If you are a researcher or PhD-candidate at USN writing a systematic review article, the library’s systematic search service can help you.
A systematic review summarises the best available knowledge on a specific subject. Reviews are based on a literature search carried out in a systematic, transparent, and repeatable way.
In a systematic review the literature search equals the data collection, and an experienced librarian uses on average one week on a systematic search. Please note that it is therefore important to start the collaboration with the library in an early stage of the project.
This is what you get:
- A thorough, peer-reviewed and documentet search strategy
- A systematic search
- Delivery of references in an agreed-upon format
- Publcation of the full search documentation on the USN Research Data Archive (with embargo if needed)
In addition to this, we offer:
- A text about the search strategy that can be included in applications for project funds
- A method text about the search in the final report
- The start of a PRISMA-flow chart
- A librarian co-author (subject to capacity) at capacity. Multiple studies show that the quality of systematic reviews is better when a librarian is involved in more than the search itself, for example https://doi.org/10.18438/eblip29601
Your expected contribution:
At the start of the search process:
- Participation in a start-up meeting to review the research project and search mission
- Initial search terms, sources, and limitations
During the search process:
- Communication with the library about adjustments and limitations after a preliminary search
- Assessment of preliminary results
After the search process:
- Write-up of the review
The library’s systematic search service can help with guidance, lectures etc. if your research group requires. Send a request to email@example.com.
The library’s systematic search service consists of our most experienced searchers. The searchers are experts in searching in different subject areas and databases. When we receive a systematic search request, we try to match competency and available capacity.
Before searching, we schedule a meeting with the research team to review the research project and search mission, using an interview guide. We will, amongst other things, ask if the review will need to conform to a guideline such as PRISMA, Cochrane or similar, if grey literature is of interest, about co-authorship etc.
A preliminary search is performed to check how much is written on the subject, often to see if the research question needs to be expanded or narrowed down. It is a less precise search in fewer databases, to achieve an overlook. A preliminary search is often useful to map uses of search terms in different fields, if for example the same word is used in totally different settings etc.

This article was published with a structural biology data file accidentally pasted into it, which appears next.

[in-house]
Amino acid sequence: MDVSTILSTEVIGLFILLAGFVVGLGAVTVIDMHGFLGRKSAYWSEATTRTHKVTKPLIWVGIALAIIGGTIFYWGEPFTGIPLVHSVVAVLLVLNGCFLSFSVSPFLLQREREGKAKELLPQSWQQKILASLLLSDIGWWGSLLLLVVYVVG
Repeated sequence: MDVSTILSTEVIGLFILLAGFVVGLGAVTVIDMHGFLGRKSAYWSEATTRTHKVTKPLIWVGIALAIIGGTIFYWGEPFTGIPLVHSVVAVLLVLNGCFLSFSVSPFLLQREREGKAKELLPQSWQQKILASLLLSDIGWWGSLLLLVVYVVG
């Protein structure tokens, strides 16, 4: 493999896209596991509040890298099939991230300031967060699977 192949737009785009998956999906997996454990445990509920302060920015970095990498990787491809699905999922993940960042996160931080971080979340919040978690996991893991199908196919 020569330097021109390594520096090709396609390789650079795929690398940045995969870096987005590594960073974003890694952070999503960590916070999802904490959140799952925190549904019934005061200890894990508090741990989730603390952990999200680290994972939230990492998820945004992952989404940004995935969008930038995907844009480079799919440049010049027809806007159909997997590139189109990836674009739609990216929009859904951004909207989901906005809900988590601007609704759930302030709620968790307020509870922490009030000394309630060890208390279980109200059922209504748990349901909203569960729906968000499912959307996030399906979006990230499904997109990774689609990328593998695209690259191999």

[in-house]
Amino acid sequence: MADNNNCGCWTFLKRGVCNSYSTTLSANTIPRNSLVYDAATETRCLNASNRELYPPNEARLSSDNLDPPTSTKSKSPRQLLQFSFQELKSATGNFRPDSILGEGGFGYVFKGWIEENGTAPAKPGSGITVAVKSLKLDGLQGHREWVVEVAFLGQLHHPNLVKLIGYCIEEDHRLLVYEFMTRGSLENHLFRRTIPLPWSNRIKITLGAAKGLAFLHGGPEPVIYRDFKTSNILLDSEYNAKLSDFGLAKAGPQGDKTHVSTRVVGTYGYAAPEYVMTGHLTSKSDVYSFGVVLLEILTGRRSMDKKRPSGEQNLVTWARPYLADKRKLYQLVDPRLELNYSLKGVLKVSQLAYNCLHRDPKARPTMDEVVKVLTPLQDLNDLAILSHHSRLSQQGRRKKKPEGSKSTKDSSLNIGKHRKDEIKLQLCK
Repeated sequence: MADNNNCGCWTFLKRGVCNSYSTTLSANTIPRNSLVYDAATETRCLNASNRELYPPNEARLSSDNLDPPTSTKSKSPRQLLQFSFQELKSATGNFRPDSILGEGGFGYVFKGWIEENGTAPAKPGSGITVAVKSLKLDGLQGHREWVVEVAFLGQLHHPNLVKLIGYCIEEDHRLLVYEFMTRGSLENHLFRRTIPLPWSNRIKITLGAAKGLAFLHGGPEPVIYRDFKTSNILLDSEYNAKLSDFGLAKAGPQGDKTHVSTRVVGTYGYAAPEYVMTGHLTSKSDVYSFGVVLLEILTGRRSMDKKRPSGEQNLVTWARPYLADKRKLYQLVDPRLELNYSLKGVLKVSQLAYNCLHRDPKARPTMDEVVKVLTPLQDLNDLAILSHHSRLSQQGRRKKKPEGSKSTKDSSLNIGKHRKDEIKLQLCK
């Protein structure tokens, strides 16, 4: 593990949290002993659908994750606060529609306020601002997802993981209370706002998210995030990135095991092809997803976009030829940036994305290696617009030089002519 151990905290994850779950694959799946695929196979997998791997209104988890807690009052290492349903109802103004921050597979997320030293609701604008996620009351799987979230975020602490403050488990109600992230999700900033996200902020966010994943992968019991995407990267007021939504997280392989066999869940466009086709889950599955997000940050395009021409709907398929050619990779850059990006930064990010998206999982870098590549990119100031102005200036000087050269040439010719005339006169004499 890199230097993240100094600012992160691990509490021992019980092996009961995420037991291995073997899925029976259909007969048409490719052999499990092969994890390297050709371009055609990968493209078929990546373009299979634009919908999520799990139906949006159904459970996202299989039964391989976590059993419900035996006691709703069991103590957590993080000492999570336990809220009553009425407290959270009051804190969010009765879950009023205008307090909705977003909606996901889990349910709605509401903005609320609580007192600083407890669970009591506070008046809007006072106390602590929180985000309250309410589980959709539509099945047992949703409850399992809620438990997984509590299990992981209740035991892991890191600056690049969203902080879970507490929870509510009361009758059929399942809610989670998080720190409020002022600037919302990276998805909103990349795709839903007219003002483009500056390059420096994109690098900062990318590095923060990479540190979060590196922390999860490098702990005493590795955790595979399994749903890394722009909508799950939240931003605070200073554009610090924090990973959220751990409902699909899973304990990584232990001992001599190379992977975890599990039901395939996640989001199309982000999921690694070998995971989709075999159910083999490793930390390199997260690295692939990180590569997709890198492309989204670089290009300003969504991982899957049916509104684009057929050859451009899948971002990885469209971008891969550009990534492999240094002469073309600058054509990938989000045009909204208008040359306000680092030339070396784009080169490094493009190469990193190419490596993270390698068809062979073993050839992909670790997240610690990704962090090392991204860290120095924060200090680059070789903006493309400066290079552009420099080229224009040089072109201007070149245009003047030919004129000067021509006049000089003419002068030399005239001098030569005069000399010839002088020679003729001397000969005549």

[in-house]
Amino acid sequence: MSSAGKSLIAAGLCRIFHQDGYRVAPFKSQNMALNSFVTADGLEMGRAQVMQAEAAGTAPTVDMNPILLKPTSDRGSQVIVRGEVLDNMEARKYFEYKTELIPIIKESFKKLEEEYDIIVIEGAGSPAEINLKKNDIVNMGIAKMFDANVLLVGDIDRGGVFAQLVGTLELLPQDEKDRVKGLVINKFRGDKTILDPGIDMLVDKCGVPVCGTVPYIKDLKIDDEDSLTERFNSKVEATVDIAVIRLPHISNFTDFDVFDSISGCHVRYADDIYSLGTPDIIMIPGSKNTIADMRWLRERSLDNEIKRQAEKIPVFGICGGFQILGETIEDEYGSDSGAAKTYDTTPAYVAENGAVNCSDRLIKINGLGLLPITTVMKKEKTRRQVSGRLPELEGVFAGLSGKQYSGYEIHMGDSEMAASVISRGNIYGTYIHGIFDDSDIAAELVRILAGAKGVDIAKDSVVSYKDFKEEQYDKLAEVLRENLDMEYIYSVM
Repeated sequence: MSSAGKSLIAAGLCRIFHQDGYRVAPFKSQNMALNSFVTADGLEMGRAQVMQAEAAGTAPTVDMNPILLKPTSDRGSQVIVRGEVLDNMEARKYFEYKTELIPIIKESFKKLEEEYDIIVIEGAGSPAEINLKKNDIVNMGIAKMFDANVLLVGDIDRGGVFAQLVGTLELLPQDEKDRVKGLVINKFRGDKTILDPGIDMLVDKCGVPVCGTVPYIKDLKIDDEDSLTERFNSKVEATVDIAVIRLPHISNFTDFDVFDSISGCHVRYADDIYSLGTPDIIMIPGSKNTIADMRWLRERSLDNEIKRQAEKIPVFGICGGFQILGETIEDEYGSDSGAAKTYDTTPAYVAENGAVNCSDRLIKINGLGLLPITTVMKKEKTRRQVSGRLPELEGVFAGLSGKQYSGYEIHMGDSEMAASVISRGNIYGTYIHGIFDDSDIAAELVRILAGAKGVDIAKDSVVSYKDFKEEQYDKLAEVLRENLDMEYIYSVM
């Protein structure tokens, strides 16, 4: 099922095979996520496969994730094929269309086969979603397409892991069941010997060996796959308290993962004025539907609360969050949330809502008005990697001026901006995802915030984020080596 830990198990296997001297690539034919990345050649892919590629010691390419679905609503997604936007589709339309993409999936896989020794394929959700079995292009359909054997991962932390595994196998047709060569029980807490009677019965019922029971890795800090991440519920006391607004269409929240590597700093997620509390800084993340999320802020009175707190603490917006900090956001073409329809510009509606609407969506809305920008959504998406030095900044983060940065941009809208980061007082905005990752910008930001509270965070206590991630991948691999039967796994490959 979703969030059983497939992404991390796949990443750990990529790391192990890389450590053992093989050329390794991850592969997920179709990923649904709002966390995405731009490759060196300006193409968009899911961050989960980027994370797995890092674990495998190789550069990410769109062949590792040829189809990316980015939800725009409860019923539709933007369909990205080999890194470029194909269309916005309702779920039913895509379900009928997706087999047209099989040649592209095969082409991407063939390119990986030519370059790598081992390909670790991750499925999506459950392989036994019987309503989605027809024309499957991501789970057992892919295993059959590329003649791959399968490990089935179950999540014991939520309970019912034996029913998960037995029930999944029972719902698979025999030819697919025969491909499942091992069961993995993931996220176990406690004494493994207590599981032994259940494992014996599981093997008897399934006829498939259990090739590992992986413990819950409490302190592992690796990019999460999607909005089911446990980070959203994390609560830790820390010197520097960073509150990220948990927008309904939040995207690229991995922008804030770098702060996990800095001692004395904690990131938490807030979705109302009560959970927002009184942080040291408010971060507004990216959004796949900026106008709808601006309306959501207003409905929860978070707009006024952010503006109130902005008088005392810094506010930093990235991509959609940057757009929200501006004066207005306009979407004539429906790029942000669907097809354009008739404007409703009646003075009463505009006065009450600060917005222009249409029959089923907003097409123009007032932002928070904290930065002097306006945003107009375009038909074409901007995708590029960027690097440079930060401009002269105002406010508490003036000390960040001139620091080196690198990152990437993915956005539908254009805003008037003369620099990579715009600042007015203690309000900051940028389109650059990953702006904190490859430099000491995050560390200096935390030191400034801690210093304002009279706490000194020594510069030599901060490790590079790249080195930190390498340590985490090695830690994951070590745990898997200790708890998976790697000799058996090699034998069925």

Systematic searches require a combination of database knowledge, searching skills and subject knowledge. Good communication with the client’s understanding about the current subject and a clear understanding about what you wish to achieve is important for the person(s) performing the search.
Example: “If we use the proximity operator here, then that will lead to... Is this in accordance with your needs? Or should we … instead?”
We peer review our systematic searches in-house according to PRESS - Peer Review of Electronic Search Strategies. The peer reviewers check the search strategy for potential bias, the search syntax (boolean operators, parenthesis etc.) for errors, if the search terms are too wide or too narrow etc.
After the peer review of the search strategy and adjustments accordingly, we can perform the final search. This is the search we deliver full documentation on. A systematic search takes on average a week to perform, depending on scope and complexity.
When the search is finished, you will receive the following from us:
- All references. Standard delivery is as an EndNote library, please contact us if you require a different format
- When searching many databases it is only natural that some references appear more than once. These duplicates will be removed to the best of our ability before we send the references to you
- A delivery report with our agreement, full search documentation & a narrative about the development of the search strategy + explanations for choices made underway
- A DOI to the search documentation. We deposit the full search documentation, i.e. search history + the search narrative, on USNs open research data server. This means you get a persistent link, a DOI, to the full data set, which you can add to your finished review. The DOI means that your review’s search strategy is transparent and repeatable when you link to the DOI in your review
- If you wish, we can put an embargo on the research data set, to only make it visible to others after the review is published